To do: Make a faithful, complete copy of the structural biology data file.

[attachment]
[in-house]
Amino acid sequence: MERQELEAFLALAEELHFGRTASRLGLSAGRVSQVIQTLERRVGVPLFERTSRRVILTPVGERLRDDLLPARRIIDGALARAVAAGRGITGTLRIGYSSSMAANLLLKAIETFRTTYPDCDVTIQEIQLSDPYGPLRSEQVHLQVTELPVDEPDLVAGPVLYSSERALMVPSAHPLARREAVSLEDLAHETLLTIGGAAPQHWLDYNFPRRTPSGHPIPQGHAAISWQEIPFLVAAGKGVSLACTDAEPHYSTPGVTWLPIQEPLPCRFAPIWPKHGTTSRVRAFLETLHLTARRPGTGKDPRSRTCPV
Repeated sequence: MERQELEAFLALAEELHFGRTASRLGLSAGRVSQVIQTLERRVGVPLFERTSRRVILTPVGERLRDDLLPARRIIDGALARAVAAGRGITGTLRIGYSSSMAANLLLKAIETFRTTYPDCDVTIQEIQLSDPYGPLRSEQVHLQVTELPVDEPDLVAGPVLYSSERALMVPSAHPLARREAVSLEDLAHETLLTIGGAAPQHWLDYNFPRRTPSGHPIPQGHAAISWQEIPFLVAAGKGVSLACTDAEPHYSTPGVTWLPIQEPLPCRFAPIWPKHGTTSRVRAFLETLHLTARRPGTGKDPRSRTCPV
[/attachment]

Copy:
[in-house]
Amino acid sequence: MERQELEAFLALAEELHFGRTASRLGLSAGRVSQVIQTLERRVGVPLFERTSRRVILTPVGERLRDDLLPARRIIDGALARAVAAGRGITGTLRIGYSSSMAANLLLKAIETFRTTYPDCDVTIQEIQLSDPYGPLRSEQVHLQVTELPVDEPDLVAGPVLYSSERALMVPSAHPLARREAVSLEDLAHETLLTIGGAAPQHWLDYNFPRRTPSGHPIPQGHAAISWQEIPFLVAAGKGVSLACTDAEPHYSTPGVTWLPIQEPLPCRFAPIWPKHGTTSRVRAFLETLHLTARRPGTGKDPRSRTCPV
Repeated sequence: MERQELEAFLALAEELHFGRTASRLGLSAGRVSQVIQTLERRVGVPLFERTSRRVILTPVGERLRDDLLPARRIIDGALARAVAAGRGITGTLRIGYSSSMAANLLLKAIETFRTTYPDCDVTIQEIQLSDPYGPLRSEQVHLQVTELPVDEPDLVAGPVLYSSERALMVPSAHPLARREAVSLEDLAHETLLTIGGAAPQHWLDYNFPRRTPSGHPIPQGHAAISWQEIPFLVAAGKGVSLACTDAEPHYSTPGVTWLPIQEPLPCRFAPIWPKHGTTSRVRAFLETLHLTARRPGTGKDPRSRTCPV